Конфликты в советском руководстве. Приоритеты в развитии регионов: Нечерноземье – целина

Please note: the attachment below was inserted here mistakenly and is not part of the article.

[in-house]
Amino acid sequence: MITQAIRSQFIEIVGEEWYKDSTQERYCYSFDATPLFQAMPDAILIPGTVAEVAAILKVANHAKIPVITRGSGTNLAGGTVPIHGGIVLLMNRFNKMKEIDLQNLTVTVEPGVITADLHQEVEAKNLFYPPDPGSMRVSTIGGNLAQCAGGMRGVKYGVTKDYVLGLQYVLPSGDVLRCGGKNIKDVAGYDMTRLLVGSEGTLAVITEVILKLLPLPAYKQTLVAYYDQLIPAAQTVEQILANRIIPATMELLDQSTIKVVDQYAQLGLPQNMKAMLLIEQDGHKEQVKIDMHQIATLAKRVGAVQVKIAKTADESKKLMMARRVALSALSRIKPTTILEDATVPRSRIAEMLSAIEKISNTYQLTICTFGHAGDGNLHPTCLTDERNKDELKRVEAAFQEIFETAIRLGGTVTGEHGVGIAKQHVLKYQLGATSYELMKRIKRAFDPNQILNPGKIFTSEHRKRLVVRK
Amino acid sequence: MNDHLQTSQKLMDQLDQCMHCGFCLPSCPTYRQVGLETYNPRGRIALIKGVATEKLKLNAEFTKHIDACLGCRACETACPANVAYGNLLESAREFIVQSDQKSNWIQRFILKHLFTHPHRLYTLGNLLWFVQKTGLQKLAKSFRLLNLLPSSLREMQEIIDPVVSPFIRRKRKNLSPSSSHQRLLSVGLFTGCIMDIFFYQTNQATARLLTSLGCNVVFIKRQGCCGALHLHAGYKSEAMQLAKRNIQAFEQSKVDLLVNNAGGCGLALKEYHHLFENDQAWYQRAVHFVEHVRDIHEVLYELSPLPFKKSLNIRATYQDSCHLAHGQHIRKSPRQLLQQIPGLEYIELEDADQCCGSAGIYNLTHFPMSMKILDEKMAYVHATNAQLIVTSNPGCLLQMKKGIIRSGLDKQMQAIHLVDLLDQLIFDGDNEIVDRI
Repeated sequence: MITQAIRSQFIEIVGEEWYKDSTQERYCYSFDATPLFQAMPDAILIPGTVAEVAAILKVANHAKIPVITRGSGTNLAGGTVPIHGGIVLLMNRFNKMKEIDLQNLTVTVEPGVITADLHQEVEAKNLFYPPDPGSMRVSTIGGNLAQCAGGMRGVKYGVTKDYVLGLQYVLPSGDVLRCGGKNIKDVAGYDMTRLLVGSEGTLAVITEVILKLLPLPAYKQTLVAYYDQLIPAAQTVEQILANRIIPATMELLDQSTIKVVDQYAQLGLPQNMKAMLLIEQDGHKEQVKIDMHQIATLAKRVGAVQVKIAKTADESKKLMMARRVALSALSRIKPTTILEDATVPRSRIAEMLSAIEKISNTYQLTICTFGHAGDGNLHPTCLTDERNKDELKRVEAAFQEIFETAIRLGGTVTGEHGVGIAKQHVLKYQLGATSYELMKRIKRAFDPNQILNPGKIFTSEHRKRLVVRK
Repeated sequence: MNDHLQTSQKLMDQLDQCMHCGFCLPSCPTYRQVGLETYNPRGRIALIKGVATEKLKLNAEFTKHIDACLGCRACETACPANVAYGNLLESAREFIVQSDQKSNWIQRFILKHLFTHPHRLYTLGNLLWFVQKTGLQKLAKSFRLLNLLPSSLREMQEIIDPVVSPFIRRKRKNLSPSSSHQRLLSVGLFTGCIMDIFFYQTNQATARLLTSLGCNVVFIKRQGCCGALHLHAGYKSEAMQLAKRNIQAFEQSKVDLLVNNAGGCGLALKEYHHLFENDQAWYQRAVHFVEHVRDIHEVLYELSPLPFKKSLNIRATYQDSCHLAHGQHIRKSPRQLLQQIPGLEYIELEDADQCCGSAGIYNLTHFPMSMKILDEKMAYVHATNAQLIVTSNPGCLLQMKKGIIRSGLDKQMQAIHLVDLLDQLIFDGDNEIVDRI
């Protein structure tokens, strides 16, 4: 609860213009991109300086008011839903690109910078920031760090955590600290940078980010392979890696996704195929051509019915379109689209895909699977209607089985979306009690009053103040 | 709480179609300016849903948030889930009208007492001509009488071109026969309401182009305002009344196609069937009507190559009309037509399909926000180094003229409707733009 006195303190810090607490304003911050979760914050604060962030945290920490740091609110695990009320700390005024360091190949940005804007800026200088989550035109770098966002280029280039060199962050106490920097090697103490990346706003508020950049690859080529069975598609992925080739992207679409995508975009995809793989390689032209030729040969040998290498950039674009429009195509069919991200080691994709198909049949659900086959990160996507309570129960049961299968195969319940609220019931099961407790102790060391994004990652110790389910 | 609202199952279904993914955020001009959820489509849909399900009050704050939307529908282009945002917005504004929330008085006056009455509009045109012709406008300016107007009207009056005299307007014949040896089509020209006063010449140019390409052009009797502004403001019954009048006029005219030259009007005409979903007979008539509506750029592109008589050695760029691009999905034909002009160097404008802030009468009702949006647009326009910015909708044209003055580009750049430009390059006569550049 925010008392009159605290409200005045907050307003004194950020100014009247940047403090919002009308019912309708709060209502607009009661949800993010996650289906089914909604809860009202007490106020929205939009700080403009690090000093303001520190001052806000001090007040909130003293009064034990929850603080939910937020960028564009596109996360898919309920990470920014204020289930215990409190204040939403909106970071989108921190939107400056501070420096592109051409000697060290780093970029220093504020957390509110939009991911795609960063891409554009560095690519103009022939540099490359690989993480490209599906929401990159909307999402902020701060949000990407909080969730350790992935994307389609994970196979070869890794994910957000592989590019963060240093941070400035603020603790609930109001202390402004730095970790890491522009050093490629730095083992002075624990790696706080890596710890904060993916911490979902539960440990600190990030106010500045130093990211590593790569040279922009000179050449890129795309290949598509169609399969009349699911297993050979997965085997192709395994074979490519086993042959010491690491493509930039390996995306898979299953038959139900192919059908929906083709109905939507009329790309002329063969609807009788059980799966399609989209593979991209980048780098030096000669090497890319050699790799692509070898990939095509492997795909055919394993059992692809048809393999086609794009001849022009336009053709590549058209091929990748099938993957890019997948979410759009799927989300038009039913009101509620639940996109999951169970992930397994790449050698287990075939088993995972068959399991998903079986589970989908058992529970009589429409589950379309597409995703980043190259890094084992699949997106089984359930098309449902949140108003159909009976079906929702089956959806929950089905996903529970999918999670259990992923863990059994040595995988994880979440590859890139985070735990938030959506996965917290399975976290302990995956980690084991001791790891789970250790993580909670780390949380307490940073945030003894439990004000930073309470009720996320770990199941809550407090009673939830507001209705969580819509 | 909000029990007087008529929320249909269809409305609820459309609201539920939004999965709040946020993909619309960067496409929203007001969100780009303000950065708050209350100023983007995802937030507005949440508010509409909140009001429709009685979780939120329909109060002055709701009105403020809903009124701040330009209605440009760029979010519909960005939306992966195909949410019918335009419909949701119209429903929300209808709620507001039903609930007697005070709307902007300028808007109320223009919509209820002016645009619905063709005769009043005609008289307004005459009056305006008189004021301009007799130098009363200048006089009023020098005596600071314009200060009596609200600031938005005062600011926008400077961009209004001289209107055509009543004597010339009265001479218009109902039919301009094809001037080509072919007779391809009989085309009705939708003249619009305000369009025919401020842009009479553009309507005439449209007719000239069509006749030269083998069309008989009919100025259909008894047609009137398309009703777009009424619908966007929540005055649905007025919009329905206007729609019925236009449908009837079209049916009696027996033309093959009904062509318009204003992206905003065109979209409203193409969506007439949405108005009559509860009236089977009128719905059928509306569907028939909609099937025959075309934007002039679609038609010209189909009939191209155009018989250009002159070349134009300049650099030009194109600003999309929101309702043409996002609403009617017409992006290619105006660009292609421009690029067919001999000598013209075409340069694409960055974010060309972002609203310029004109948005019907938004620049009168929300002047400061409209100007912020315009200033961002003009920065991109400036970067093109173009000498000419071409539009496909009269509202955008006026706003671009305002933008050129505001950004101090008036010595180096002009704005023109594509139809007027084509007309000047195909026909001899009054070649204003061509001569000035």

A choice between investments into the Russian Non–Black Earth or Virgin Soil regions was discussed during the entire post–war period. Emphasizing the priority importance of Virgin Soil's plowing, Khrushchev by no means ignored the agricultural problems of Non–Black Earth: he kept in mind the order of priorities with limited resources. The resistance to the strategy of raising Virgin Soil was firmly linked to the activity of the so-called anti-party group. This stereotype didn't lose its topicality after Khrushchev's dismissal. Having put forward in the first half of the 1970s the initiative to support Non–Black Earth, former Virgin Soil activists L.Brezhnev and M.Solomentsev tried not to stress controversy between the two regional and economic strategies. Yet before perestroika Russian creative intelligentsia began to express its discontent with the treatment of Central Russia as the second Virgin Soil, demonstrating the archetypal perception of the center and periphery of the country. The Non–Black Earth program failed to compete with all-union and industrial programs, including those implemented on the Russian territory. The system however didn't exclude direct contacts between regional leaders and the “first person” in the state. Supervising agriculture since the end of the 1970s, M.Gorbachev as a representative of the Russian South didn't initially understand the significance of Non–Black Earth. At the beginning of the 1980s Brezhnev declared, that it was high time for national republics to help Russia. In the second half of the 1980s Non–Black Earth received resources previously assigned for the turn of northern rivers - a project with anti-Russian reputation. Under the conditions of economic crisis works in the Non–Black Earth region were stopped. After the collapse of the USSR the discussion on alternatives of regional development during the Soviet period assumed a special acuteness. New memoirs and archival materials enabled better understanding of the decision–making in post-war Soviet Union. The author traces the way from the local reforms' experience to macro-regional programs and setting tasks in all-union scale. A difficult choice of regional priorities intertwined with the struggle for power and determining the model of development, competition between union republics and various Russian regions, inter-agency rivalry, opposition between bureaucracy and public opinion with the influence of certain public moods on the officials.